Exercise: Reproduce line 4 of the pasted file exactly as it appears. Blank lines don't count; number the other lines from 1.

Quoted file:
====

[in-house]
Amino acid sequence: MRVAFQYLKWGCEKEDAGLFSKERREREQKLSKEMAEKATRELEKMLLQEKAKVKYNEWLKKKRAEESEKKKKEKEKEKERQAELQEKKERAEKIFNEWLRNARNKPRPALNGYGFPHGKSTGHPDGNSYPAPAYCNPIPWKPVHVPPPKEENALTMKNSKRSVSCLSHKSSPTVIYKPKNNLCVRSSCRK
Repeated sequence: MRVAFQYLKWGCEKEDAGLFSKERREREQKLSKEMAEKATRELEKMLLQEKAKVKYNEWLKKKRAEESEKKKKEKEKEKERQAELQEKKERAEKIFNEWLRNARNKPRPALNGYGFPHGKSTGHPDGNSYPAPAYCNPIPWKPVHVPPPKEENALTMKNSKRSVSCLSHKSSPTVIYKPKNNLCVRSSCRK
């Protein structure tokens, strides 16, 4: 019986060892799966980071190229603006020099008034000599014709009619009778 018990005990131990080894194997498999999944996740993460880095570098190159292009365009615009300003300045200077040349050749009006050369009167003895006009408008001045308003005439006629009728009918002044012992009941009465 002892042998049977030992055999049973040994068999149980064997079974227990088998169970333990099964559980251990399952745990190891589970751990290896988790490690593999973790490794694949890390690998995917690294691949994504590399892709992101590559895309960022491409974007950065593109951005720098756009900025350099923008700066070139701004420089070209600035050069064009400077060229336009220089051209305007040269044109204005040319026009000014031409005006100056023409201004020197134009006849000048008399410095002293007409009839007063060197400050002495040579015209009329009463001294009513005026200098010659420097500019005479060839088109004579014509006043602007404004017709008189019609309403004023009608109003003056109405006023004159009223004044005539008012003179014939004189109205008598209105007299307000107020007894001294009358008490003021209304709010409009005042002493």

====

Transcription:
């Protein structure tokens, strides 16, 4: 019986060892799966980071190229603006020099008034000599014709009619009778 018990005990131990080894194997498999999944996740993460880095570098190159292009365009615009300003300045200077040349050749009006050369009167003895006009408008001045308003005439006629009728009918002044012992009941009465 002892042998049977030992055999049973040994068999149980064997079974227990088998169970333990099964559980251990399952745990190891589970751990290896988790490690593999973790490794694949890390690998995917690294691949994504590399892709992101590559895309960022491409974007950065593109951005720098756009900025350099923008700066070139701004420089070209600035050069064009400077060229336009220089051209305007040269044109204005040319026009000014031409005006100056023409201004020197134009006849000048008399410095002293007409009839007063060197400050002495040579015209009329009463001294009513005026200098010659420097500019005479060839088109004579014509006043602007404004017709008189019609309403004023009608109003003056109405006023004159009223004044005539008012003179014939004189109205008598209105007299307000107020007894001294009358008490003021209304709010409009005042002493």